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Colorado May Set Fees for Some Doctors and Hospitals

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What You Need to Know

  • Colorado House Bill 21-1232 would require insurers in the individual and small-group markets to offer standardized health plans.
  • By 2025, premium rates for the standardized plans would have to be 18% lower than the carriers' 2021 rates, adjusted for medical inflation.
  • Starting in 2026, rate increases would be capped at the medical inflation rate.

Colorado lawmakers are close to giving final approval to a bill that could give the state’s insurance commissioner the authority to set some reimbursement rates for some doctors and some hospitals.

Colorado HB21-1232, the “Colorado Standardized Health Benefit Plan Act” bill, is what’s left of a bill that was supposed to create a government run health insurance plan.

The current version of HB21-1232 would create a standardized health plan program.

Every health insurer selling individual or small group major medical insurance coverage in a county would have to offer a standardized health plan in that county, alongside its other products.

If an insurer had trouble getting doctors or hospitals to care for the patients in its standardized plan, the insurance commissioner could make doctors or hospitals join the plan’s provider network. The insurance commissioner could require doctors to treat standardized plan patients for a rate as low as 135% of the Medicare rate for the same service. Hospitals could have to accept rates as low as 155% of the Medicare rate.

If the bill is enacted and implemented as is, and survives court challenges, that would mean that the Colorado insurance commissioner could end up with an unusual level of control over some health care prices.

One reason that could matter would be that state and federal policymakers could use the Colorado health care reimbursement rate provision as a model for other efforts to set prices.

The Standardized Program Design

A standardized plan would have to:

  • Cover the same “essential health benefits,” or basic package of health benefits, that the Affordable Care Act now requires major medical insurance policies to offer.
  • Cover pediatric care.
  • Offer bronze, silver and gold coverage tiers, meaning that it would have to offer a choice of three levels of benefits richness, with the cheapest covering about 60% of the actuarial value of the essential health benefits package and the most expensive covering about 80% of the actuarial value of the package.
  • Be subject to review by an advisory board made up of 11 governor appointees.

Starting in 2023, an affected insurer would have to offer a standardized plan for premium rates that were 6% lower than the rates the carriers’ plans offered in 2021, adjusted for the effects of medical inflation.

The standardized plans sold in 2024 would have to be 12% cheaper than the 2021 plans, after adjustment for medical inflation, and the standardized plans sold in 2025 would have to be 18% cheaper.

Starting in 2026, standardized plan premium increases would be limited to the medical inflation rate.

Hospitals, Doctors and other Providers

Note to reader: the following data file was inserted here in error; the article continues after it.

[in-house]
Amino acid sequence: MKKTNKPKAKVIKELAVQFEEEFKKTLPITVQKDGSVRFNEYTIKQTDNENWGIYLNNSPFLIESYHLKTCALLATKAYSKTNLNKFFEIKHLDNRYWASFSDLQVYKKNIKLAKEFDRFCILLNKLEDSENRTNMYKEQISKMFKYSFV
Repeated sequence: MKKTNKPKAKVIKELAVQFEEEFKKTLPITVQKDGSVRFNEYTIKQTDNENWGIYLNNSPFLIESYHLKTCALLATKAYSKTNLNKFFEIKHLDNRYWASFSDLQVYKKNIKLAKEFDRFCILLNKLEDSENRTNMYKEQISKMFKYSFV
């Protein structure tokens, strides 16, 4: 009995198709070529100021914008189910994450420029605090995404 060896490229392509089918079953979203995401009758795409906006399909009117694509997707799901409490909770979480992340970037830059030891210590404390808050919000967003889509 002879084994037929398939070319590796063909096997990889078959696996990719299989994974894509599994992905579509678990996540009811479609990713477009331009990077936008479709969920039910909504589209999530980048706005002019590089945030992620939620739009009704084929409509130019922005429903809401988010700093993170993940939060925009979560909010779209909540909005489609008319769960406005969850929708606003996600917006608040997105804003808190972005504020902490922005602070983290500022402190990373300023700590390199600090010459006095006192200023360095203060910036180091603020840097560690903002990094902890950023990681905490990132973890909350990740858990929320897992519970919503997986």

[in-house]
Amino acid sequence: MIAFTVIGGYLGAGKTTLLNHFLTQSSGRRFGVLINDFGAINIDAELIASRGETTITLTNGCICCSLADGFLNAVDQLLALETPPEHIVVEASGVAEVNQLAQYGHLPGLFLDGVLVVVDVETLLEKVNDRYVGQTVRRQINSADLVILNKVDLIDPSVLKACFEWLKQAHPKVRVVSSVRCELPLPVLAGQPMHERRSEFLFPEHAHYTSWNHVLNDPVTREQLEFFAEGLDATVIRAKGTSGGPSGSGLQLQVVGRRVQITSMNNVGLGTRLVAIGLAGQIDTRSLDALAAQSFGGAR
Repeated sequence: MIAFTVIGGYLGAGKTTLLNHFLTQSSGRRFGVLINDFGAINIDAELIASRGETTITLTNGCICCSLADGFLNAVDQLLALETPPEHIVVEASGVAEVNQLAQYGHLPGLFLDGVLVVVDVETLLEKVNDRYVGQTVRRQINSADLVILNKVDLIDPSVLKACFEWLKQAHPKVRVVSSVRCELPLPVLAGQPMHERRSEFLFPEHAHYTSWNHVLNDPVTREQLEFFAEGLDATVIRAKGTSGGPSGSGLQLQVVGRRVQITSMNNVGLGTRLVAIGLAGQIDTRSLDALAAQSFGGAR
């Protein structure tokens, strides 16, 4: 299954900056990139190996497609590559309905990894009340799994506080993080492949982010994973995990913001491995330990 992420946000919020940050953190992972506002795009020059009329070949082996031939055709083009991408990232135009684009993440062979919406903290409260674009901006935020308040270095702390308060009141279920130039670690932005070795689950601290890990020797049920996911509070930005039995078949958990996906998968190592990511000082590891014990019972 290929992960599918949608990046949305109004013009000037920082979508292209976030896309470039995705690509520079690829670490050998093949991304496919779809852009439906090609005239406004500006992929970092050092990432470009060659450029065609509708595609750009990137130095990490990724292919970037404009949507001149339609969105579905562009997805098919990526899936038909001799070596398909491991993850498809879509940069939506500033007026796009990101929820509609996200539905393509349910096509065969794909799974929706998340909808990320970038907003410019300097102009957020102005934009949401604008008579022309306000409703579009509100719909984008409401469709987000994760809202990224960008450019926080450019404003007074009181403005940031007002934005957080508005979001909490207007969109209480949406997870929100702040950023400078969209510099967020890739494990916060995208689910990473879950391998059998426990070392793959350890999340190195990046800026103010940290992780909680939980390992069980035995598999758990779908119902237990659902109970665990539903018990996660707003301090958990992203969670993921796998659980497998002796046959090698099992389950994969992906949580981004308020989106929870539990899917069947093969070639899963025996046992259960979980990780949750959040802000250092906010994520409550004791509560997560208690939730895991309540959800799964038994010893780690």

If a carrier had problems creating a “provider network,” or provider list, for its standardized health plan in a particular county, the Colorado Division of Insurance would hold a public hearing on the network adequacy problems.

“Based on evidence presented at the hearing and actuarial analysis, the commissioner may establish provider and hospital reimbursement rates as needed to meet the requirements,” according to a note prepared by Max Nardo, a Colorado Legislature fiscal analyst.

Commercial health plans and other “payers” often base their health care reimbursement rates on a ratio of what Medicare pays for the same types of services.

For providers in an HB21-1232 standardized health plan, the minimum rates the insurance commissioner could set would be 155% of Medicare rates for hospitals and 135% of Medicare rates for physicians and other types of providers.

The latest version of the bill text on the Colorado General Assembly website at press time stated that hospitals that failed to comply with the insurance commissioner’s order to participate in a standardized plan network could have to pay a fine of up to $10,000 per day for the first 30 days of participation refusal and up to $40,000 per day for each additional day of refusal to participate in a plan’s network.

The state also could suspend the hospital’s license.

An earlier version of the bill text would have authorized the state to impose a fine of up to $5,000 per year on a physician who failed to comply with an insurance commissioner’s order to participate in a standardized health plan’s network.

The Colorado Health Cost Environment

The Health Care Cost Institute reported in August 2020, based on an analysis of 2017 data, that employer-sponsored group health plans in Colorado were paying about 116% of the Medicare rate for the typical service included in the data.

For employer plans, the lowest price ratio — 81% of the Medicare rate — was for a 45-minute psychotherapy session.

The highest ratio — 146% of the Medicare rate — was for two or more allergen immunotherapy injections.

Bill Status

The Colorado governor Jared Polis is a Democrat. Democrats hold 41 of the seats in Colorado’s 65-seat House and 20 of the seats in Colorado’s 35-seat Senate.

The state House approved one version of the bill by a 40-23 vote May 10.

The state Senate approved an amended version by a 19-16 vote Wednesday.

The House put final approval of the Senate version of HB21-1232 on its agenda for today.

(Image: Adobe Stock)